Insanity defense for babynapper?

Jessica Lewis

Lately, I have been obsessed with the story of the newborn baby who was kidnapped from her Missouri home. For anyone who missed this story, (where have you been?) Last week, a woman asking to use the phone, gained entry to the house where baby Abby lived, slashed the mother’s throat, and took the week old baby.

Yesterday, I read the news that the baby had been found. The suspect had reportedly given birth to a still born child the day of the abduction. Obviously this woman was in an extremely emotional state. I’m anxious to hear more news about this story. I want to know why the woman was released from the hospital so soon after giving birth. Did she check herself out against medical advice? If so why wasn’t someone notified? Why didn’t her husband or anyone in her family know she had given birth to a still born child? I don’t know what hospital policy would be in this situation. I know there are confidentiality issues, but it seems like someone should have known. The questions this story raises are endless.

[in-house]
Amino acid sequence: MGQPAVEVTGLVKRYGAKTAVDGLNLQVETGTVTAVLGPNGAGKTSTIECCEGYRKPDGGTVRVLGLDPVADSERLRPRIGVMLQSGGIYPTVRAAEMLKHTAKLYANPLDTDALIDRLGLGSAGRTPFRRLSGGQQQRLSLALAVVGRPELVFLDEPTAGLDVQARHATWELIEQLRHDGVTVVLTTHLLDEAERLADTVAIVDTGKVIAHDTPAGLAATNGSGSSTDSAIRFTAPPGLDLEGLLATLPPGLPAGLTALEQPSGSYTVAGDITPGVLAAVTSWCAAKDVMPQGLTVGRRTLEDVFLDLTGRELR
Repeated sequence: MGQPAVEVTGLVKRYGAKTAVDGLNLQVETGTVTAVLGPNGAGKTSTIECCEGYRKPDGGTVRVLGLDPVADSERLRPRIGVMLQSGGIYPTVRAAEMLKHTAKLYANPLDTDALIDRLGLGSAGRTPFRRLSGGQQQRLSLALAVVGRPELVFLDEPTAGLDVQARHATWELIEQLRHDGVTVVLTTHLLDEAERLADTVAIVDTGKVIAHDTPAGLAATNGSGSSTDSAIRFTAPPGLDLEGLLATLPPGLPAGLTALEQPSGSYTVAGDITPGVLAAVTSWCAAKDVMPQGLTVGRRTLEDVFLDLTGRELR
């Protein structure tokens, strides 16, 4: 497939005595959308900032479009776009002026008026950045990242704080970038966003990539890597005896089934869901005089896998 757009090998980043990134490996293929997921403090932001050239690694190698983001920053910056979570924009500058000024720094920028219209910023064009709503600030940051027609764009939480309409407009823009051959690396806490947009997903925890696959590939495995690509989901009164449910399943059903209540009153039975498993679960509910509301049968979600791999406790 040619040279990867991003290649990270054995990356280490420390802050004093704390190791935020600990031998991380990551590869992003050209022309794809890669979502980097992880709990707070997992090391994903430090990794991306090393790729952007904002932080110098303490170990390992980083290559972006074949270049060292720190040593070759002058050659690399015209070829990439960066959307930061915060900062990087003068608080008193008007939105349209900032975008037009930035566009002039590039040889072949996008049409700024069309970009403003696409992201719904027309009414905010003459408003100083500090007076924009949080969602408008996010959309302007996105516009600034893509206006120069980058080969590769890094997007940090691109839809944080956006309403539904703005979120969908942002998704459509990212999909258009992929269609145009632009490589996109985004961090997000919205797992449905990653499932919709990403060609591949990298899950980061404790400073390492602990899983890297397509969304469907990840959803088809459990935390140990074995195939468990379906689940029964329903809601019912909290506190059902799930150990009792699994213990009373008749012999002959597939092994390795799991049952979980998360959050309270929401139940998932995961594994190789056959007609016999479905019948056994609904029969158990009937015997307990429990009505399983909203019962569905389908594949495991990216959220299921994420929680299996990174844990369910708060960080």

Now I find myself wondering if the defense will use a temporary insanity defense. It seems like a very good possibility given the details leading up to the abduction, and I think in this instance it is appropriate. The actions this woman took are unforgivable, but the emotions of losing a child must be overwhelming. I know I’m going to be checking Court TV on a regular basis to hear about this one.

As a new mother, my heart went out to the mother of baby Abby and the rest of the family. I can’t imagine the horror and worry they must have gone through. I’m so glad this story had a happy ending.